Say this for John Mayberry Jr.: The young man knows how to catch your attention. Whether he is denting the roof of the tiki bar beyond the left-field seats in Clearwater's Bright House Field with a spring training blast or homering in his first major-league game, in Yankee Stadium, Mayberry has a powerful bat, and he knows how to swing it memorably.
Because of that skill, one that righty bench options Eric Bruntlett and Chris Coste possess in more, ahem, modest quantities, many Phillies fans have campaigned for the 25-year-old Mayberry to remain with the team. And while that sentiment is understandable, the reality is different: John Mayberry Jr. needs to be in the minor leagues now. That is what's best for him, and that is what's best for the Phillies.
The Phillies lack a righthanded power threat off the bench. Mayberry is righthanded and has power. It all seems so perfect. But the equation is not that simple because he is not a fully developed player and cannot become one as a member of the Phillies, who have three quality starting outfielders.
Mayberry spent three seasons in the Texas Rangers organization before the Phillies acquired him last winter for outfielder Greg Golson. A two-time former first-round draft choice, Mayberry hit 82 home runs in three minor-league seasons but struck out more than 100 times each year and had a cumulative on-base percentage of just .330. When the Phillies acquired him, they knew that any big-league success would come as a result of adjustments, hard work, and time.
The team conducted diligent research before spring training, studying Mayberry's swing and even consulting with his father, former big-leaguer John Mayberry. Hitting coach Milt Thompson and manager Charlie Manuel advised their new acquisition to open his stance - that is, move his front foot away from home plate - in an effort to create more contact.
The change resulted in fast success. Mayberry was hitting .292, with three booming home runs, on March 8. But by the middle of the Grapefruit League schedule, the coaching staff saw a young player who was trying too hard to make the team, reverting to old mechanics in his stance and lacking confidence. No one was surprised when the Phils sent Mayberry to triple-A Lehigh Valley late in the month. Before last weekend's call-up, he batted .277 with eight homers and 25 RBIs in 37 games. He also struck out 42 times in 137 at-bats.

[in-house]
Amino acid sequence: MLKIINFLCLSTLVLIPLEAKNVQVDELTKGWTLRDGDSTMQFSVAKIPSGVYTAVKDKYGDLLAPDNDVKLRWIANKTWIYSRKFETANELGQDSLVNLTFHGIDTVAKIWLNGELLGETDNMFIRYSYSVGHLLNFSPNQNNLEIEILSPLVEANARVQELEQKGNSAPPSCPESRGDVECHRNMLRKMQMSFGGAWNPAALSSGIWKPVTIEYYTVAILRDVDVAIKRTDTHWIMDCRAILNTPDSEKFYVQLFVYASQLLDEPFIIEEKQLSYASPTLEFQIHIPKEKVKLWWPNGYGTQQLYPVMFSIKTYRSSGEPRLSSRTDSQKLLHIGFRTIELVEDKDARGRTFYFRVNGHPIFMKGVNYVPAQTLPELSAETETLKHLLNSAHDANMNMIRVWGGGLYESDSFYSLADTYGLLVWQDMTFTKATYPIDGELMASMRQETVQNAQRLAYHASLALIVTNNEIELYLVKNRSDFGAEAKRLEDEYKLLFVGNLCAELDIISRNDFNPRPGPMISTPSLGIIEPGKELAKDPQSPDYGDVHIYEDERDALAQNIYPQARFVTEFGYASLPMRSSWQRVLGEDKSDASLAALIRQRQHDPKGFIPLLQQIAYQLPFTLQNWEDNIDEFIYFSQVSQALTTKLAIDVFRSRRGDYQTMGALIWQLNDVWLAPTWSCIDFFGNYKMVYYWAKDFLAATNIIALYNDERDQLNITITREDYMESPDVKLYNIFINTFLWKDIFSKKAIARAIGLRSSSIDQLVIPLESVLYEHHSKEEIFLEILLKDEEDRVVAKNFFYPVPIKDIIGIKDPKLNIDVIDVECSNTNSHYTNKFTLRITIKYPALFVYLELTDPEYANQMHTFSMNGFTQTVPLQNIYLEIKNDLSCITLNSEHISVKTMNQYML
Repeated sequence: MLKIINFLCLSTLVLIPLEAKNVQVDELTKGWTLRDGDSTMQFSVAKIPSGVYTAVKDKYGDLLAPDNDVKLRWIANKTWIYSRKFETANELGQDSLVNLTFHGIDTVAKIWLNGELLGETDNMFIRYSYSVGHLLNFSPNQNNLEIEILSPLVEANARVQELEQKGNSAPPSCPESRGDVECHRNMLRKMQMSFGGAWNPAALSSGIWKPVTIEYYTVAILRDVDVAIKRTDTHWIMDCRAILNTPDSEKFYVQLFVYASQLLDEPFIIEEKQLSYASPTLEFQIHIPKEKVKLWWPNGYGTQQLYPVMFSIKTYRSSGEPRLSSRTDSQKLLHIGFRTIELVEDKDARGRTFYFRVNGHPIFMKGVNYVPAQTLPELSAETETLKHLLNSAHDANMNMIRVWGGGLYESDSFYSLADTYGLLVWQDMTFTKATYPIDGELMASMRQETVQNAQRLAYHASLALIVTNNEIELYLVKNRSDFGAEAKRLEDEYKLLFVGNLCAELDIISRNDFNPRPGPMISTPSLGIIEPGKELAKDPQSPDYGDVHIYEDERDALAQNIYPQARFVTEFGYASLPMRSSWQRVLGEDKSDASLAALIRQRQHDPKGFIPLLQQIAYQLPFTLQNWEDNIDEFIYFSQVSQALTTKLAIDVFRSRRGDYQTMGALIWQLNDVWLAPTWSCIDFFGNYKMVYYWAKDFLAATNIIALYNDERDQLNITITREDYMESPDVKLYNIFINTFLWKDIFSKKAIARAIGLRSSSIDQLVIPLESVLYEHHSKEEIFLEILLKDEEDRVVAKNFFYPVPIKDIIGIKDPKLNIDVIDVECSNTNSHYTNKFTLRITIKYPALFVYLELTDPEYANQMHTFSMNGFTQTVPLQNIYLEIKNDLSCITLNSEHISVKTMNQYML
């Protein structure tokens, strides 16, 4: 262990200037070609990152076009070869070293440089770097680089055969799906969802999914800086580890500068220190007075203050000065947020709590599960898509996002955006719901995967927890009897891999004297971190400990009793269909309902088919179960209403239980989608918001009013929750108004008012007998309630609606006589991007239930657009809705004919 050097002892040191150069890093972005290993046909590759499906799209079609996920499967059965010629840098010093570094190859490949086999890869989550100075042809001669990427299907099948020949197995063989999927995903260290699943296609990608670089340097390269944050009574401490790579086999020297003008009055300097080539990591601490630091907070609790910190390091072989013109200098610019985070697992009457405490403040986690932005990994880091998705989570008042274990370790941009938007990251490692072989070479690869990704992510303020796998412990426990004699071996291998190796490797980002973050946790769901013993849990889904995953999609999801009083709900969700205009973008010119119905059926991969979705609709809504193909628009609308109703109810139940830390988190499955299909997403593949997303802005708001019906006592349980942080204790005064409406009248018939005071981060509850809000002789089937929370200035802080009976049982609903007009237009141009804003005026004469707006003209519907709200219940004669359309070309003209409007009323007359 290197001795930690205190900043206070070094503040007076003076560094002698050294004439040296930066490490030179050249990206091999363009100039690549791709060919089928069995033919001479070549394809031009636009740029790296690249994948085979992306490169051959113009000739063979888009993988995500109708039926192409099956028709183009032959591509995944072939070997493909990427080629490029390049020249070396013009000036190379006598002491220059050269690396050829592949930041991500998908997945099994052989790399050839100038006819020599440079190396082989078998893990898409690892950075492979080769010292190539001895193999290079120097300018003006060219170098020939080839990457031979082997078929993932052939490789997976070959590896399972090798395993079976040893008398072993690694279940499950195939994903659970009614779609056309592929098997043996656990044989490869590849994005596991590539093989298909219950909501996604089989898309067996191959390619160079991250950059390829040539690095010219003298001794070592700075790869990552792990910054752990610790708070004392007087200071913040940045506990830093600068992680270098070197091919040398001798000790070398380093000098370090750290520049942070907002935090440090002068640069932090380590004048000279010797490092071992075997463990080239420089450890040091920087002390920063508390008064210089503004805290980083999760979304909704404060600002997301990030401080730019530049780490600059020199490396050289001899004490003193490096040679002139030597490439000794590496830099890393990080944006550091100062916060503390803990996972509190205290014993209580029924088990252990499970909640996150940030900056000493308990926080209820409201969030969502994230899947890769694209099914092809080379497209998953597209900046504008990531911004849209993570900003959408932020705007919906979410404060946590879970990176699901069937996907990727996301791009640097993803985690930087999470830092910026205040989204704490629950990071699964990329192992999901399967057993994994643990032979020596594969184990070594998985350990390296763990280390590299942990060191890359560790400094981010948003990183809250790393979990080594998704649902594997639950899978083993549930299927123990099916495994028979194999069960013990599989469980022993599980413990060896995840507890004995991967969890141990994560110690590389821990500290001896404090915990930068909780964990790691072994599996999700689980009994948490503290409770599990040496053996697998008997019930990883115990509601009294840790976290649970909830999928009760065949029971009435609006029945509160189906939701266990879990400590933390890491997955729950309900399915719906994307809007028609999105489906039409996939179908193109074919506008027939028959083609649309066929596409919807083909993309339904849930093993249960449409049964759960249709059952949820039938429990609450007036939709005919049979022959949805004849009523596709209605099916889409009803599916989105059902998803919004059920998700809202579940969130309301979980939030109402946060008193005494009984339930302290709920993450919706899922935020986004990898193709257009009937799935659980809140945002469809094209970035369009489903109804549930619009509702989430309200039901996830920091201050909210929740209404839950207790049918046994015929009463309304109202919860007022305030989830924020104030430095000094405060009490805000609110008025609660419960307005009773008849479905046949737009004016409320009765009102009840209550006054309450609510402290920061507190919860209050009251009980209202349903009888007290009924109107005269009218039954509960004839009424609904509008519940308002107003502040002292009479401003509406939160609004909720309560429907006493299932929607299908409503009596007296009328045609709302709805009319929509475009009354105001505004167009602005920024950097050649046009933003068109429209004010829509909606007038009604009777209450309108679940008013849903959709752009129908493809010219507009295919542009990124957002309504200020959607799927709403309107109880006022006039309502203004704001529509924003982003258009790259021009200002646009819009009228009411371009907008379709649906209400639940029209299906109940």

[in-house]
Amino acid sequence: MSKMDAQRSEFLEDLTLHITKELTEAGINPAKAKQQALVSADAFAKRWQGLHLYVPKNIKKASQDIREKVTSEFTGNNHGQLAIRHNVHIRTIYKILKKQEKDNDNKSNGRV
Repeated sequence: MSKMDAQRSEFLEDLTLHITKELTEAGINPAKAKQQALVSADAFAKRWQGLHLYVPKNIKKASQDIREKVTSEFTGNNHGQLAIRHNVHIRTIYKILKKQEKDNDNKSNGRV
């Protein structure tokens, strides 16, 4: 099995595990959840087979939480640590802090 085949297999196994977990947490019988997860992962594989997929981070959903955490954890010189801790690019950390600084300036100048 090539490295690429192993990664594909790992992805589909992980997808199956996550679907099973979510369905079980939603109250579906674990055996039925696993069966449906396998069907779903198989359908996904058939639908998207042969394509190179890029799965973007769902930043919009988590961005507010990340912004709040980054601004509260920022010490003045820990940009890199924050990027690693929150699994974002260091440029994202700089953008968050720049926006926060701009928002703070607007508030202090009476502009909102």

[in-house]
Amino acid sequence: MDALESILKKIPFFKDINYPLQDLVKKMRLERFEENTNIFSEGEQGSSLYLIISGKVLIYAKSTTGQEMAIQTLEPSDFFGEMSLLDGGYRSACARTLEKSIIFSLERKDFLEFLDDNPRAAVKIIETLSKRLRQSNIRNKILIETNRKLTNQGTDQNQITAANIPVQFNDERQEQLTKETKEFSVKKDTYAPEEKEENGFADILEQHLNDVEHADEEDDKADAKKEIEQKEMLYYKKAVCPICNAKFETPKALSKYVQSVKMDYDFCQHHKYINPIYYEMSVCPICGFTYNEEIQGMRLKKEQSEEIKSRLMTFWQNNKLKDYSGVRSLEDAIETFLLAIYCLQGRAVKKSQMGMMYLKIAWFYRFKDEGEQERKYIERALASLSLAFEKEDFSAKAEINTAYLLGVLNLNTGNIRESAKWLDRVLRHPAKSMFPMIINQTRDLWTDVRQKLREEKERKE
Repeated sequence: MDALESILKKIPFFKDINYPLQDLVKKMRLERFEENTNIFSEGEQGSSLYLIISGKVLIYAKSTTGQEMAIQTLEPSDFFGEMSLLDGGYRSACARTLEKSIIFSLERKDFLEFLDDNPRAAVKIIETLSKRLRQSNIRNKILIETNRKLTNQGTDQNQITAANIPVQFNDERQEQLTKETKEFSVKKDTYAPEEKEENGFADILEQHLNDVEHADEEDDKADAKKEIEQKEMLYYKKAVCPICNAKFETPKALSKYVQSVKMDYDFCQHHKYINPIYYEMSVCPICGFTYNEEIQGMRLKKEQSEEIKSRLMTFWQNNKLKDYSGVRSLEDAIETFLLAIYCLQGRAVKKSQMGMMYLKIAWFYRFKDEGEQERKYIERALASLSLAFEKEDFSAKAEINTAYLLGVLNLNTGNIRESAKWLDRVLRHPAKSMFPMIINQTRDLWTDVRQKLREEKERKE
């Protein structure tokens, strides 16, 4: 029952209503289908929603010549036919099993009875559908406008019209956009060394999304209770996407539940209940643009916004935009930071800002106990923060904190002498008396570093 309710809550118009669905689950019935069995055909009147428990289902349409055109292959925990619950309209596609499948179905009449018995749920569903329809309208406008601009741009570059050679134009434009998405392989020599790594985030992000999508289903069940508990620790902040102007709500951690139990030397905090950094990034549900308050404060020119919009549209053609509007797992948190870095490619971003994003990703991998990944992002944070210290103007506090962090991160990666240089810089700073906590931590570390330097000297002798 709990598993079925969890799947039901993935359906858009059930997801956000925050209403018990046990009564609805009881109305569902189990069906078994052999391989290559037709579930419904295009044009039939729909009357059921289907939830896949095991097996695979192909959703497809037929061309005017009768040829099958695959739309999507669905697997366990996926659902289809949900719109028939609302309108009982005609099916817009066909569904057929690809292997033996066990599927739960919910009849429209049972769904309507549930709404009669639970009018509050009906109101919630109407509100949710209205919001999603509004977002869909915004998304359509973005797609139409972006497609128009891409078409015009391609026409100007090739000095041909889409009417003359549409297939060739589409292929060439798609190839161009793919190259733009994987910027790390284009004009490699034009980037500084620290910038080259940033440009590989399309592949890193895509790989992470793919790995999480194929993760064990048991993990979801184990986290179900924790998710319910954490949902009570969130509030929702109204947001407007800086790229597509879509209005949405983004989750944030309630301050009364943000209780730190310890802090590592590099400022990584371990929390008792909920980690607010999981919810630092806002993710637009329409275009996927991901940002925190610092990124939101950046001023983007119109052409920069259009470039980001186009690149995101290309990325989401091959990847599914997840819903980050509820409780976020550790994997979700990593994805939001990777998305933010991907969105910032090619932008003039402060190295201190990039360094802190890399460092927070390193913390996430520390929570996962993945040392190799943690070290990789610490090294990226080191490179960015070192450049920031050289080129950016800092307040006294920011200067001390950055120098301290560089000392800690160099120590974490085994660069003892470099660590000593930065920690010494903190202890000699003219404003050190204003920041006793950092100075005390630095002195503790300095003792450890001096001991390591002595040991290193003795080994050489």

Mayberry was recalled because the team needed an extra hitter for its interleague series against the Yankees. Excited to be in the bigs, he has made the argument that he can learn how to pinch-hit and will do anything to stay. The attitude is admirable, but sometimes desire can cloud reality. He admits to having never pinch-hit in his life, and, as Manuel has said many times, it is not fair to ask a young player to fill that role before he is ready.
The manager, whose own playing career was stalled when he was forced to become a pinch-hitter, briefly wavered on Monday. Tired of sending Bruntlett to pinch-hit against lefty relievers for two months, Manuel said he might keep Mayberry around a while. The next day, he reverted to his standard line, the correct one, about Mayberry needing more time. General manager Ruben Amaro Jr. has maintained that philosophy throughout. Manuel also conceded that the kid can't yet hit righthanders consistently.
The team has many reasons to allow Mayberry time to develop in the minors. If Raul Ibanez, Shane Victorino, or Jayson Werth is injured, the Phils will want a replacement capable of playing every day. And if the Phillies find an opportunity to trade for a starting pitcher or veteran bat, they'll be better off having showcased Mayberry in triple-A. His trade value will not increase on a big-league bench.
Most important, the team has an ethical responsibility to help each player succeed. The Phillies know this, and Mayberry is likely not long for the team. And when he is sent down, they Phils will have done the right thing, both for themselves and for their young talent.
Read Andy Martino's Phillies blog, The Phillies Zone, at http://go.philly.com/sports.
Posted by fmcvey 08:37 p.m., 05/28/2009
Whether it is Peavy, Bedard or Oswalt, the Phillies need to replace Myers with a 1A or high 2 type pitcher. With a fragile ace and a bunch of 3/4 starters, the Phillies need a consistent pitcher . . . good enough to steal a game or two when their offense struggles. Imagine how much better off we would be if we had signed Derek Lowe instead of Moyer? We would not have had to give up any prospects to get Lowe and, with a strong 1-2 at the top of the rotation, we would have the flexibility to play around with one of the AA guys and see what happens. As it is, the Phils can't afford to add another question mark to their rotation. They need a second ace.EndText